Here are the four vitamins that, in addition to vitamin D, are important to bone health. The good news is that you can find them in many of the foods you eat.
Vitamin A is a fat-soluble vitamin that is important to building strong, healthy bones. Both osteoblasts (bone building cells) and osteoclasts (bone breaking down cells) are influenced by vitamin A. Despite its good effects, most clinical research links higher vitamin A levels with lower bone density and fractures.
One source of vitamin A is retinol, found in meat and fish, fortified breakfast cereals, and vitamin supplements. Vitamin A is fat-soluble and stored in our livers. So the liver of fish and animals are particularly rich in vitamin A.
Another source of vitamin A is beta-carotene, found in dark green and orange fruits and vegetables. Beta-carotene is generally considered safe. According to the National Institutes of Health, the RDA for men age 19+ is 3,000 International Units (IUs) and 2,330 IUs for women in the same age range.
Too much vitamin A (more than 3,000 mcg or 10,000 IU/day) will give you a headache and has been linked to bone loss. Pay particular attention to this possibility if you eat liver or take supplements.
Sources of vitamin A: Cantaloupe, carrots, cheese pizza, eggs, fatty fish, fat-free milk, kales, liver, mangoes, sweet potatoes, and spinach
Vitamin B12 appears to have an effect on bone building cells.
A Tufts University study done by Katherine Tucker and her colleagues showed that low levels of vitamin B12 are linked to a higher risk of osteoporosis in both men and women. Vitamin B12 is found in meat and fish, making vegans, who don’t eat meat or dairy, at risk for bone loss.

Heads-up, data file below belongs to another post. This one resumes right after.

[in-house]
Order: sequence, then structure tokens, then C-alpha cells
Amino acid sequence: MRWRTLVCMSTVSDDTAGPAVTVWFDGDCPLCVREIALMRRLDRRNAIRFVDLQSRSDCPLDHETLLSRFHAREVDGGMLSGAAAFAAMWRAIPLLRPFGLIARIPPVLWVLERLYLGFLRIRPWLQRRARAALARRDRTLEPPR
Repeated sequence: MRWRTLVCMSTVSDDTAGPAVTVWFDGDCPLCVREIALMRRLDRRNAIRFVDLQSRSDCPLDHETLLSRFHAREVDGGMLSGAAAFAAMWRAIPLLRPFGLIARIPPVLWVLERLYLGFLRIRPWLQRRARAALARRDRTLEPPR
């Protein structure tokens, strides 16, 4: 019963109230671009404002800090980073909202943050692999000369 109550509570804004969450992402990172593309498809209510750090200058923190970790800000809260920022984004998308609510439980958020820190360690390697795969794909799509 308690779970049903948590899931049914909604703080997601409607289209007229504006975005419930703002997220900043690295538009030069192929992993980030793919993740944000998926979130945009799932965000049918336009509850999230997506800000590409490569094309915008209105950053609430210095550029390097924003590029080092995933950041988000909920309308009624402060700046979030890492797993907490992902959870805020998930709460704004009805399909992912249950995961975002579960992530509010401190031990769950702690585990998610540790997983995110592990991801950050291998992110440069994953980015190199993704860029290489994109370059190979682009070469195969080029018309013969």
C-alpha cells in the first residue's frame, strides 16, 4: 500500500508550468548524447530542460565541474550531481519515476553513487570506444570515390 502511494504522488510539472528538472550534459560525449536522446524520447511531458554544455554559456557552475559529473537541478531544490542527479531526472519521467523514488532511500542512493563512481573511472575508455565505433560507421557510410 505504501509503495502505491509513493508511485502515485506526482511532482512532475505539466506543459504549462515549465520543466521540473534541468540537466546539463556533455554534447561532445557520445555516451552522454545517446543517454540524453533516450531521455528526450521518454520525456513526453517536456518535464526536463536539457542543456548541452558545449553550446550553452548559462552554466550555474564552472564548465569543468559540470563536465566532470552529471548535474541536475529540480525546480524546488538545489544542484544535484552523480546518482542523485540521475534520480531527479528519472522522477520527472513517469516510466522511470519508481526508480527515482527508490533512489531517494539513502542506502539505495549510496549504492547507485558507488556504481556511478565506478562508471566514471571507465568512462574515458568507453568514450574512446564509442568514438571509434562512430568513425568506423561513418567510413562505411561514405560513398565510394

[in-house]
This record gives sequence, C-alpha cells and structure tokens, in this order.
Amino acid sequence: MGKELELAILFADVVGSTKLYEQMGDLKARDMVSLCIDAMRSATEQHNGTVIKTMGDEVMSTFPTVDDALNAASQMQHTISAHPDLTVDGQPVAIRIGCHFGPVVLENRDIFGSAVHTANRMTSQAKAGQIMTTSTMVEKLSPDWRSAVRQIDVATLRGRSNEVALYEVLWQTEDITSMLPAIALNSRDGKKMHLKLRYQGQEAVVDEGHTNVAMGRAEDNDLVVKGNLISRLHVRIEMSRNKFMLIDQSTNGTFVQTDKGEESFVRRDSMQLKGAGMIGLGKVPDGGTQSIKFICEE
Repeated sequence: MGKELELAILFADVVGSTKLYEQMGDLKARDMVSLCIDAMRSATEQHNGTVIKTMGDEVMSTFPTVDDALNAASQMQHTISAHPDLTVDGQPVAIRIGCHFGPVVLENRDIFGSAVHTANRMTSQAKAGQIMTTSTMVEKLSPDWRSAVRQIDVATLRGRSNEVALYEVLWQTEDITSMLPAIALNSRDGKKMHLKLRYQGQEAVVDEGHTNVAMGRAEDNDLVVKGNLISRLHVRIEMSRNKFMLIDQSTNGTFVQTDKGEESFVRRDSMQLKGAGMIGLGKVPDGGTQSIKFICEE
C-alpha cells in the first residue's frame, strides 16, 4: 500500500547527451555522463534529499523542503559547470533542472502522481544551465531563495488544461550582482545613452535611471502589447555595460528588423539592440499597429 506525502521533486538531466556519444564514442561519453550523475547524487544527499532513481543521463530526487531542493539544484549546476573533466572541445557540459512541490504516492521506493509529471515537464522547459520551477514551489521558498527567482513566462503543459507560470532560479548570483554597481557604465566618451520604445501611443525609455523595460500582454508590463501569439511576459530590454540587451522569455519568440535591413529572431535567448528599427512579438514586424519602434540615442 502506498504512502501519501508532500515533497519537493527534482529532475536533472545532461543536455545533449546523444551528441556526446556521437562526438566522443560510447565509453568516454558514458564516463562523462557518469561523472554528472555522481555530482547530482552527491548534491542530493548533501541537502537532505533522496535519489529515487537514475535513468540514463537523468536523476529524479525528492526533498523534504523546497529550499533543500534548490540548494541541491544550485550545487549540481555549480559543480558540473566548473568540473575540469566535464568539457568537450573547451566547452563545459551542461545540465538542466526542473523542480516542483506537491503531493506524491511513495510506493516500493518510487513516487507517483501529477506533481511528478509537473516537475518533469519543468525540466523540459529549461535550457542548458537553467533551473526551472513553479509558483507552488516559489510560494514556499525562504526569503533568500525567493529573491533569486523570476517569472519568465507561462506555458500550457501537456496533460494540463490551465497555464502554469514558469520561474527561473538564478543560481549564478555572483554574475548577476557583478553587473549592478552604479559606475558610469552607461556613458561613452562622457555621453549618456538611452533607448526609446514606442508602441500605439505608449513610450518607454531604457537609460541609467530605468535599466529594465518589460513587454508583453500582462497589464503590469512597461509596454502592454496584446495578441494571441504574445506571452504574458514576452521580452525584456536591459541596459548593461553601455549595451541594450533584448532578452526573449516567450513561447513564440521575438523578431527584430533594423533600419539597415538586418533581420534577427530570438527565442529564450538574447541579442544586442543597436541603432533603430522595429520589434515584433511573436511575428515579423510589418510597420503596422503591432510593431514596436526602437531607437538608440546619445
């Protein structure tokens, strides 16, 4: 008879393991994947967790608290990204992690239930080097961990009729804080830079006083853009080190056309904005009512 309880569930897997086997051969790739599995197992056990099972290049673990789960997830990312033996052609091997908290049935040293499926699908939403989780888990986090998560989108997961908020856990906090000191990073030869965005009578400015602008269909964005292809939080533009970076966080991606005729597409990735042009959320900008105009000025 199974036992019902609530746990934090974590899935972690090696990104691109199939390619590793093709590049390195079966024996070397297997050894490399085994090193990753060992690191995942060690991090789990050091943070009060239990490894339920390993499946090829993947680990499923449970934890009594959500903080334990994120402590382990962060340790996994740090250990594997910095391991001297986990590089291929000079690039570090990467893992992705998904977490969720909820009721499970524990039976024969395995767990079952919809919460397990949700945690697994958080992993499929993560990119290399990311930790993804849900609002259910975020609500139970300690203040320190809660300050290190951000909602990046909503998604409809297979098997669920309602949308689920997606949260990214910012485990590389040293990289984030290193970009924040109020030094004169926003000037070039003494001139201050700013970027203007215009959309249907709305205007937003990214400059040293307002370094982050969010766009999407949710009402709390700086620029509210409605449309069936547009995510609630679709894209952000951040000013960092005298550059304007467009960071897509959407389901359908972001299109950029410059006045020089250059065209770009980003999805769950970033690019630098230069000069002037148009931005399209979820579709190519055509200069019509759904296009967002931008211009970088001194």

People who have had a gastric bypass or have gastrointestinal disorders that cause poor absorption of fat lose the ability to absorb B12. Elderly people in their 80s and 90s may develop changes in the linings of the stomach that prevents them from absorbing iron and B12. In these cases where absorption is an issue, doctors may give injections of B12, bypassing the digestive tract, so patients get the benefits of the vitamin.
Sources of Vitamin B12: Dairy products, eggs, fish, fortified breakfast cereal, meat, milk, poultry, shellfish, supplements
Vitamin C is important for healthy gums and healthy bones. Vitamin C is essential to the formation of collagen, the foundation that bone mineralization is built on. Studies have associated increased vitamin C levels with greater bone density.
Vitamin C is water-soluble and the most common reason for low levels is poor intake. Some people with poor absorption will have lower levels of vitamin C. The elderly who are in nursing homes tend to have lower levels of vitamin C. Smokers also tend to have lower blood levels of vitamin C because their intestines do not absorb vitamin C normally. (Yet another reason to stop smoking!)
Sources of Vitamin C: broccoli, bell pepper, cauliflower, kale, lemons, oranges, papaya, strawberries
Vitamin K is important to normal bone growth and development. Vitamin K helps attract calcium to the bone. Low blood levels of vitamin K are associated with lower bone density and possibly increased fracture risk. However, clinical trials have not shown vitamin K supplementation to be helpful in improving bone density.
Vitamin K deficiency is uncommon in healthy adults probably because it is found in many of the foods that we eat every day. People on a blood thinner should not take vitamin K.
Sources of Vitamin K: Broccoli (cooked), Brussels sprouts, cabbage, Canola oil, kale, olive oil, parsley (raw), spinach, and Swiss chard